I have been a student at Princeton for 2.5 years now. When I walked in, I wasn’t like the rest. I didn’t fit in. At least, that is what my High School brain told me. When people asked me, “Where do you go to school?,” I was hesitant to reply Princeton. It didn’t feel like it was a part of me. 2.5 years later I do not even hesitate to say Princeton University. I may not wear orange colored shirts anymore, but I identify myself as a part of the Princeton Tiger community. What happened in 2.5 years that fundamentally changed my culture?
What is culture? Culture encompasses the customs, the traditions, the practices, the nuances, the good things and the bad things that can be attributed to a group of people. A culture is an identity for a group. When I entered college, I was very much of the culture of my high school. I had learned how to best perform under the styles and conversations that my high school endorsed. In other words, I had learned how to effectively get approved by my high school community. When I entered Princeton, there were a new set of customs and attitudes and personas to learn. Princeton’s culture has become so imbibed in me that it almost seems second nature now to assume that the rights and wrongs laid out by the society around me is the correct set of values. Take for example my comment that Berkeley students are crazy for protesting every little thing, and breaking rules whenever possible. A friend of mine aptly pointed out that that is a reflection of my adoption of a set of values that were simply not “Berkleian” in nature, but instead more Princetonian.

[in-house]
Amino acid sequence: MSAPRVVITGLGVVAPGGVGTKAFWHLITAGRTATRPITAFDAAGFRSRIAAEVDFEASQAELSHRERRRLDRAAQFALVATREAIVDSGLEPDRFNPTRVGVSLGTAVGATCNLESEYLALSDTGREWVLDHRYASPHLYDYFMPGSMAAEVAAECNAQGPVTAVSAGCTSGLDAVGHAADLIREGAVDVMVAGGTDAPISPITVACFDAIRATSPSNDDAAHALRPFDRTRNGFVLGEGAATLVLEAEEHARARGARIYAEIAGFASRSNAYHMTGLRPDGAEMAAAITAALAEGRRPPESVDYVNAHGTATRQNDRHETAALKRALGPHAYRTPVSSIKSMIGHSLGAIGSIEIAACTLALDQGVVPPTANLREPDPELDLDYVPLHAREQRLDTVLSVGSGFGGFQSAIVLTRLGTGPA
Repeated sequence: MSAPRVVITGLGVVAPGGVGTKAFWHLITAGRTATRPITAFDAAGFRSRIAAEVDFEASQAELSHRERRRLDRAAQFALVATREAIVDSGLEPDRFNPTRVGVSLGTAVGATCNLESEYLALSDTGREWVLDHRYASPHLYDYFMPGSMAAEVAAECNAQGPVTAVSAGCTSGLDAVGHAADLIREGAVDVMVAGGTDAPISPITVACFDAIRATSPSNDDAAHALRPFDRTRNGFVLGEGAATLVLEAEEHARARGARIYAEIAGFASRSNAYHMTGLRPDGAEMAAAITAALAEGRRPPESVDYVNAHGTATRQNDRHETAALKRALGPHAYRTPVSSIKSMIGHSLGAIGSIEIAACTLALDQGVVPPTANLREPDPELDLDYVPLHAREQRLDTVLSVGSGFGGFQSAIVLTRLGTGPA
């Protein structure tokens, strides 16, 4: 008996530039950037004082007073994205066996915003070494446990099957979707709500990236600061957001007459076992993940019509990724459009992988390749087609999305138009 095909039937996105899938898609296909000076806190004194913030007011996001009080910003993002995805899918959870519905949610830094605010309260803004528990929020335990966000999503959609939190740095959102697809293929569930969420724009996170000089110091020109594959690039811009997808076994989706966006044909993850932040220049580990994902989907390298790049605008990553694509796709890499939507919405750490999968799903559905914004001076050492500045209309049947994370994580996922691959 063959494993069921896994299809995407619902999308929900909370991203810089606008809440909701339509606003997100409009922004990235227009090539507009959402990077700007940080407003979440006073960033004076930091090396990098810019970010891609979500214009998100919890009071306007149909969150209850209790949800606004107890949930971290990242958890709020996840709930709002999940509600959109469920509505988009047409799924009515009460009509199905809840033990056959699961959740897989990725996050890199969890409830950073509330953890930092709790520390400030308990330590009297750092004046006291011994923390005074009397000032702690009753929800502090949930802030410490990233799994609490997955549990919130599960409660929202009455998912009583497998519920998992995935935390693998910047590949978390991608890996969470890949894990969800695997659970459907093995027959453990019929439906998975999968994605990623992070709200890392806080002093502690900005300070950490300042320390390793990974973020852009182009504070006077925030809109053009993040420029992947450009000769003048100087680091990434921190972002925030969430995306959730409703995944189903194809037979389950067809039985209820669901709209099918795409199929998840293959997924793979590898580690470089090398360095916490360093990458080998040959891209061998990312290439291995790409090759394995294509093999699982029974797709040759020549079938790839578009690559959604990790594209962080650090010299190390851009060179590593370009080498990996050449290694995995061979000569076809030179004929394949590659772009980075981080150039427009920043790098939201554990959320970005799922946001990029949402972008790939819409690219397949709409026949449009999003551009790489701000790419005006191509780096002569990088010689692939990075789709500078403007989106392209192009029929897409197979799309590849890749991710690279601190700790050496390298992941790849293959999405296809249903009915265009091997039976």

Its interesting how a culture can shape us all. Without realizing it, we have a natural desire to fit in. A natural want to get accepted. Whenever we feel that we are being kicked out of the group, we strive even harder to fit the mold. At Princeton, I have learned to value obedience and careful analysis. I have learned to ridicule bashful or emotional decisions. I have learned that Harvard is bad, and that working hard means beating everyone else. But really, what I have done is accidentally accepted these values without realizing it. Had I gone to a different school I would have accepted different values. Perhaps, it is time I realize that these supposed “truths” are really just opinions of the culture I find myself in. Perhaps, it is time that I stop internalize my culture without realizing it.
Culture can be a powerful tool. Culture forces us all to fit within a box. Culture is the cookie cutter that shapes us all the same. I wonder if you can build a culture that values no common culture.